Late last month, police in Chaska, Minn. obtained a search warrant after a Twin Cities woman reported finding tracking devices in her vehicle following a judge granting an order for protection against her former boyfriend, a South Dakota man.

In a search warrant application, police describe the woman becoming suspicious after being alerted to the man having an audio recording of a conversation she had with her attorney after a child custody hearing, and him being aware of details he shouldn’t have known. After searching her car with a friend, she found a cell phone wrapped in a children’s sock hidden in a compartment of her vehicle.

She told police that four months prior, the man was making a repair to her car, and “[at] that time, she had found plastic pieces inside her car that she found odd.” A hole was drilled with wires leading to a 12-volt power line so the device could maintain a constant charge, the search warrant application said. A recent local newspaper article stated the man has a background in custom fabricating, and an online business directory associates him with an electrical contracting company.

That wasn’t the only tracking device in the vehicle: she also discovered that what appeared to be a standard USB car charger for her phone was actually a GPS tracker with a cellular SIM card inside.

Advertised as a “spy device” and available online for about ten dollars, the car charger can be commanded remotely via text message to send GPS coordinates and record audio files to a memory card. One version of the device sold online includes the capability of sending voice-activated audio recordings via text multimedia message (MMS). The device, memory card, and SIM card are in the hands of police, who describe in court filings that “on one of the control boards there is a section labeled ‘MIC’ with positive and negative terminals that are wired to a small round microphone looking device.”

Stalking allegations against the man go back years, according to Day County, South Dakota prosecutor Danny Smeins. “He was doing something like connecting to her car, and [he] would unlock and lock the doors [remotely],” he recalled of a prior situation, “He had also given their son something, and it was actually…some sort of surveillance device.”

Chaska Police said in a court filing that the man spoofed his caller ID so that his calls to the woman would appear as other people in her contact list, to get her to answer his calls. Court documents allege the man forged text messages to make it falsely appear the woman made statements that she didn’t want custody of their child.

“We suspected he cloned a phone because it looked like there was a threatening message from the woman in Minnesota…threatening him…but he had enough technological savvy to somehow clone her phone to make it look like it came from her phone,” Smeins said, going on to describe how the man also falsely accused the woman of trying to run him over. She was jailed and charged with aggravated assault in a neighboring county, but “there was a witness,” Smeins said, “It was all made up.” The woman said it took a year to clear her name and get the charges dismissed.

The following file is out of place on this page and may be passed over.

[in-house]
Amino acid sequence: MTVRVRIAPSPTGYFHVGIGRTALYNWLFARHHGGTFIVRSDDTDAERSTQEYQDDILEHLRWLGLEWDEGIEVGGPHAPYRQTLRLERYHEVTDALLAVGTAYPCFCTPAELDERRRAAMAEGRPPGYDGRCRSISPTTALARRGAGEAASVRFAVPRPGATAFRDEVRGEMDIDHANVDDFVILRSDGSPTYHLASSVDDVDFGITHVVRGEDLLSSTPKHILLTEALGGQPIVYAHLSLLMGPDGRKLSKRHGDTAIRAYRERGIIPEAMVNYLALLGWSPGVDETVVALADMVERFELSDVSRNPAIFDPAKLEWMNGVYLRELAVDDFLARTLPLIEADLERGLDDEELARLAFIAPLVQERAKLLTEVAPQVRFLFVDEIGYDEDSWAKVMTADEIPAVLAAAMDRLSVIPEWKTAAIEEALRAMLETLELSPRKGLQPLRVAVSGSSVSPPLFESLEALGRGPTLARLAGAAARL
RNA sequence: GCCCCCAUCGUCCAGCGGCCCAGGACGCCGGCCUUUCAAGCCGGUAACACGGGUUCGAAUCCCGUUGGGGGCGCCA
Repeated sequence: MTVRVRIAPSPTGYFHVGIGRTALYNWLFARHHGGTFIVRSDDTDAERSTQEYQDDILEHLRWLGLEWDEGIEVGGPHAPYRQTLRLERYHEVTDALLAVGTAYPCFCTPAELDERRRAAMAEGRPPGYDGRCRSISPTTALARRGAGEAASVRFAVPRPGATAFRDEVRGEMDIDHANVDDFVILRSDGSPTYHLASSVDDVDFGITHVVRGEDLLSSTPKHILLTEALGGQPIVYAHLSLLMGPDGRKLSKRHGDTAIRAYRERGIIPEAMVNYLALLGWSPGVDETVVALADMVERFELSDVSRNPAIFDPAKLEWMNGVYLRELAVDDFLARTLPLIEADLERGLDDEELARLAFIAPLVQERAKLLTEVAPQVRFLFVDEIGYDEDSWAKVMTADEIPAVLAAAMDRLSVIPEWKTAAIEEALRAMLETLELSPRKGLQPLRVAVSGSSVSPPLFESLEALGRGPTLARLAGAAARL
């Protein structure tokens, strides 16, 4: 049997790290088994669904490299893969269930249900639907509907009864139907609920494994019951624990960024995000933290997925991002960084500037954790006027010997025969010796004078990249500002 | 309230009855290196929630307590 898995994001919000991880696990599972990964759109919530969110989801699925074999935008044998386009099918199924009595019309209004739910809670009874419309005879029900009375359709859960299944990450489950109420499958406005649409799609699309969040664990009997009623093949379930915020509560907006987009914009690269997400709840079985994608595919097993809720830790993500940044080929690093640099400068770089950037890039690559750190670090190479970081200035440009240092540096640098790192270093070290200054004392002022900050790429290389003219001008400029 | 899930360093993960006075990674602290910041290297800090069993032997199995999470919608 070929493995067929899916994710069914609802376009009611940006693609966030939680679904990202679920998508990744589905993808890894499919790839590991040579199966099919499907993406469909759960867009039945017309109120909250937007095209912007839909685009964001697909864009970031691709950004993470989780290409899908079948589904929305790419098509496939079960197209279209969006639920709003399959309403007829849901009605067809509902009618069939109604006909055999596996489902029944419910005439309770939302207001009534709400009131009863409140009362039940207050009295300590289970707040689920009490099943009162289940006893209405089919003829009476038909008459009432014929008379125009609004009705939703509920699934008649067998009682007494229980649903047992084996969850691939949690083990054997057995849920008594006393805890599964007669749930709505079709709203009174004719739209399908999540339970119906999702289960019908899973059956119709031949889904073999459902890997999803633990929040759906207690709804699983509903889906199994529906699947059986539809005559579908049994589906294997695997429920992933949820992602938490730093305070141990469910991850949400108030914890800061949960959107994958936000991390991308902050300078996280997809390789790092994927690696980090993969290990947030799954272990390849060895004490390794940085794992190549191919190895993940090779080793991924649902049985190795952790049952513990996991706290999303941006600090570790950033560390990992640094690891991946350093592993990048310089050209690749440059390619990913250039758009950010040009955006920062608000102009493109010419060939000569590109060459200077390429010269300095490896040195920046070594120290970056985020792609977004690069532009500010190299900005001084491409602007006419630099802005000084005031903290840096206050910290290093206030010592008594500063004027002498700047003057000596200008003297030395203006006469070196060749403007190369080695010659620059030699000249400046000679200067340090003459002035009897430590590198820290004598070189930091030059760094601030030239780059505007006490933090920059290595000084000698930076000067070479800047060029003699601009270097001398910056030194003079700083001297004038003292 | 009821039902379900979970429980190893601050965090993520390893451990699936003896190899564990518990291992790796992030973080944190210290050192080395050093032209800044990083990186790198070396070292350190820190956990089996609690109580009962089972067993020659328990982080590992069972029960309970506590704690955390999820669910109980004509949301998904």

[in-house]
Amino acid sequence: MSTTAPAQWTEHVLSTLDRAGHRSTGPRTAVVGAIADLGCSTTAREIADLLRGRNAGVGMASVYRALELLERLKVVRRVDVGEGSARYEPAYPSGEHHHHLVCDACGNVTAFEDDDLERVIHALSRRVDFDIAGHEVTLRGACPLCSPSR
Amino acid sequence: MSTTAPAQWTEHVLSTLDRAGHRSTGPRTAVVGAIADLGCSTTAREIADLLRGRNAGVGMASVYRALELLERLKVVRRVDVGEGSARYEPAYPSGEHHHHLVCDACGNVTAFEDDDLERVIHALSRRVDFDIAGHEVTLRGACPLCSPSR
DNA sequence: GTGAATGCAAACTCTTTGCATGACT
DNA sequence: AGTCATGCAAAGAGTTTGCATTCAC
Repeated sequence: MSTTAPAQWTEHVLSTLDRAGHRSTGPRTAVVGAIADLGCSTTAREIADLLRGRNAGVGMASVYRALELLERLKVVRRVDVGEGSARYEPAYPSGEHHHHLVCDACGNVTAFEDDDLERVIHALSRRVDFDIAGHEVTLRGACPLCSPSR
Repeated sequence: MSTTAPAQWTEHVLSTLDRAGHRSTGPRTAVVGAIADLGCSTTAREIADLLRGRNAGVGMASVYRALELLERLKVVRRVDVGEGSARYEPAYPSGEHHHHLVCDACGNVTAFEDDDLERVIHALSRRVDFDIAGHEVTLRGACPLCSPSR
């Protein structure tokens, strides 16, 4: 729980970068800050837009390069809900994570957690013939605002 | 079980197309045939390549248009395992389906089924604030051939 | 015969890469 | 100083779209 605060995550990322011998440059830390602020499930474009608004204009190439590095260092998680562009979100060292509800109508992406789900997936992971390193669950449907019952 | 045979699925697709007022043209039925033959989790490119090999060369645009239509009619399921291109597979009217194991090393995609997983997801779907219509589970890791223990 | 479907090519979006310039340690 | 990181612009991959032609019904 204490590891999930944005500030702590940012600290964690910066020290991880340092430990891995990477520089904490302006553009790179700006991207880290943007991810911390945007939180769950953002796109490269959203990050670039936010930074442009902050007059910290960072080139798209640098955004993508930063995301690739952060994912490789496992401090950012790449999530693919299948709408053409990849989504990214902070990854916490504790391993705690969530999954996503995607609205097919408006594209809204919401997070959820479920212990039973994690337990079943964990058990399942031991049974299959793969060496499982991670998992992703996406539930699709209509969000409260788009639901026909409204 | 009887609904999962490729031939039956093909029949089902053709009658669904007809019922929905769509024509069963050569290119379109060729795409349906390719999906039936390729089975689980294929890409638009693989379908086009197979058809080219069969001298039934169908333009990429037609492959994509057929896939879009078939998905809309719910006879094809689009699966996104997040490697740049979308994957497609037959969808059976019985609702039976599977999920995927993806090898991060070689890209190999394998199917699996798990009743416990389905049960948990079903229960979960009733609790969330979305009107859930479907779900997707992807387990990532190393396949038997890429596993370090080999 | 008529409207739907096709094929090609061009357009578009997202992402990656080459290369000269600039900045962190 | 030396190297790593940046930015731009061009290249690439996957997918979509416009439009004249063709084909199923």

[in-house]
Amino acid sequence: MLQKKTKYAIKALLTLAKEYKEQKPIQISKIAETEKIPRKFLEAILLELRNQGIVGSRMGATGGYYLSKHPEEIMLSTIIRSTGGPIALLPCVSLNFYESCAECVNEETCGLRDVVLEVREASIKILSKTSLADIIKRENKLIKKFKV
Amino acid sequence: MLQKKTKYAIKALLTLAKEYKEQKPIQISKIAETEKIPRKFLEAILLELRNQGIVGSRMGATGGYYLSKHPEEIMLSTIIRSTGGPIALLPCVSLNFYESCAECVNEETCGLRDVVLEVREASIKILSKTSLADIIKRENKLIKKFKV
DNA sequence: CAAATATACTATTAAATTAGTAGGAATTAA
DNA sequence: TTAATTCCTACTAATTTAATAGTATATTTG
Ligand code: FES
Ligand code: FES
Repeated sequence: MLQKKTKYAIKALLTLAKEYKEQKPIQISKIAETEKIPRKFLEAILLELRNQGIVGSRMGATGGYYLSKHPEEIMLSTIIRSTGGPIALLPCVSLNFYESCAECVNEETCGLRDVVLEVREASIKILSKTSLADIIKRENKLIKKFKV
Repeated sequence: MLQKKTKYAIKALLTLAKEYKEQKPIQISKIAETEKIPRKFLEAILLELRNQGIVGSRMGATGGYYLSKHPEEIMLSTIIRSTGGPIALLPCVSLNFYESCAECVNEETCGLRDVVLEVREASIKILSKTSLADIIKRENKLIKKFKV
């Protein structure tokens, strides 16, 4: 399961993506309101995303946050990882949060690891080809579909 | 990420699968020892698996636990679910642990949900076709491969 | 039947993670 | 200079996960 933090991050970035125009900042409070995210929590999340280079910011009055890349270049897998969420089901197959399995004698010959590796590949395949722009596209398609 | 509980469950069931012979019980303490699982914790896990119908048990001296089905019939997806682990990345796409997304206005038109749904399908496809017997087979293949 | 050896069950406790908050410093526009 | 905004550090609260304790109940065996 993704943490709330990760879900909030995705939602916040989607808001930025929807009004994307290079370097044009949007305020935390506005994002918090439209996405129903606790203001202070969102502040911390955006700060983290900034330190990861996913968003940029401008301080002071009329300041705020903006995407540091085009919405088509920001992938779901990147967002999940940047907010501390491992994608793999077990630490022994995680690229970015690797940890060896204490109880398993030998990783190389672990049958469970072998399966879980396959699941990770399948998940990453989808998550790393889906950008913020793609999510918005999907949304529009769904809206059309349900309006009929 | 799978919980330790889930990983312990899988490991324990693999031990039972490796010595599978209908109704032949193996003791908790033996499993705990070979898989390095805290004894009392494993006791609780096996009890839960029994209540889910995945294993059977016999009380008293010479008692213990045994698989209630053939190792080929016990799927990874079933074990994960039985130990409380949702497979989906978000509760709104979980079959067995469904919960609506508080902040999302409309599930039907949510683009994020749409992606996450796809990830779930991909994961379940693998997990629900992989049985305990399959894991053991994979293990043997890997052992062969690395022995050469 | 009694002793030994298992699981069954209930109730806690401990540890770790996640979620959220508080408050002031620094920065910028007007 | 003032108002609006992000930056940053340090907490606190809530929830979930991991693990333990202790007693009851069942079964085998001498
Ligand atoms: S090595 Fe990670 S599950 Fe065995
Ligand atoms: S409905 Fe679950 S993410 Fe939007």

A Facebook account with the same name and phone number as the man ‘likes’ a service called FakeMySMS, which has an advertisement on its homepage suggesting that its service can be used to break couples up by sending fake ‘spoofed’ text messages. According to screenshots submitted to the court, a YouTube account under the same name as the man had added a video titled “How To Track The GPS Location Of Any Cell Phone” to his favorites list.

Reached for comment, the man said he had received a copy of the order for protection documents—which included allegations about GPS tracking—but that he didn’t bother reading it. Asked directly if the GPS tracker came from him, he respon“I don’t know.”

On August 22, a judge granted a warrant to search the contents of the hidden cell phone, as well as the SIM card and memory card in the car charger. Police would not comment on the active investigation, but told the court they “believe that information on the phone, SIM card and microSD card may leave a digital trail to assist [investigators] in locating what kind of software is being used to track [the woman] and who is doing such tracking.”

Criminal charges have not yet been filed, so the man is not named here, but investigators said they are handling the matter as a criminal stalking case and being assisted by the Carver County Sheriff’s Office.

South Dakota court records show six others—four women and two men—had applied for stalking or domestic abuse restraining orders against the man from 2011 to 2017. All but one of those orders for protection were granted.

Court records also indicated the man was charged with domestic abuse in 2013—which resulted in a deferred prosecution—and in 2015 with stalking, which was reduced to a disorderly conduct conviction with a $350 fine. He did not have to report to jail for a 30 day sentence as long as he maintained “good behavior” for six months. This morning, the man was arrested in Day County, South Dakota on an unrelated assault charge, which was said to involve threatening text messages to yet another individual. According to the Day County Sheriff, he made an in-custody court appearance and his bail was modified to a release on his own recognizance.

The National Domestic Violence Hotline, 1-800-799-7233, has resources to help anyone experiencing domestic violence. If you think you’re being monitored, use another phone or computer to reach out for help. If you’re in immediate danger, call 911. The National Center for Victims of Crime maintains a Stalking Resource Center with information to help victim service providers understand how technology can be used by stalkers.

This story has been updated to reflect the new custody status of the defendant in the unrelated assault case, and to add comment from the defendant and prosecutor.